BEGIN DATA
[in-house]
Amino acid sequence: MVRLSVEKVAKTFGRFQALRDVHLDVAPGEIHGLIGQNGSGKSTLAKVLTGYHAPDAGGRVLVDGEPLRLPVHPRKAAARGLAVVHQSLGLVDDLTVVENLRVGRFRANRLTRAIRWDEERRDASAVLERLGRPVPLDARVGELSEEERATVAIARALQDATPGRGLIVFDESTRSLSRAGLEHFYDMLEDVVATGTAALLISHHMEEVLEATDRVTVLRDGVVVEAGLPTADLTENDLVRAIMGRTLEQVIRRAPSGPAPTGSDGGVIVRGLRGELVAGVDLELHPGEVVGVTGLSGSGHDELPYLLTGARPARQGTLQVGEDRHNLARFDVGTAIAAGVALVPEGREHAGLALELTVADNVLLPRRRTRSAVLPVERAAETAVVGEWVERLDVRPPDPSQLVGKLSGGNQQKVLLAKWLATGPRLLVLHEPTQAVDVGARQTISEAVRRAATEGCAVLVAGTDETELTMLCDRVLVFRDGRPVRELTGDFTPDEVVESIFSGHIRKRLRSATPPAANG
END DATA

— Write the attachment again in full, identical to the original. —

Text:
[in-house]
Amino acid sequence: MVRLSVEKVAKTFGRFQALRDVHLDVAPGEIHGLIGQNGSGKSTLAKVLTGYHAPDAGGRVLVDGEPLRLPVHPRKAAARGLAVVHQSLGLVDDLTVVENLRVGRFRANRLTRAIRWDEERRDASAVLERLGRPVPLDARVGELSEEERATVAIARALQDATPGRGLIVFDESTRSLSRAGLEHFYDMLEDVVATGTAALLISHHMEEVLEATDRVTVLRDGVVVEAGLPTADLTENDLVRAIMGRTLEQVIRRAPSGPAPTGSDGGVIVRGLRGELVAGVDLELHPGEVVGVTGLSGSGHDELPYLLTGARPARQGTLQVGEDRHNLARFDVGTAIAAGVALVPEGREHAGLALELTVADNVLLPRRRTRSAVLPVERAAETAVVGEWVERLDVRPPDPSQLVGKLSGGNQQKVLLAKWLATGPRLLVLHEPTQAVDVGARQTISEAVRRAATEGCAVLVAGTDETELTMLCDRVLVFRDGRPVRELTGDFTPDEVVESIFSGHIRKRLRSATPPAANG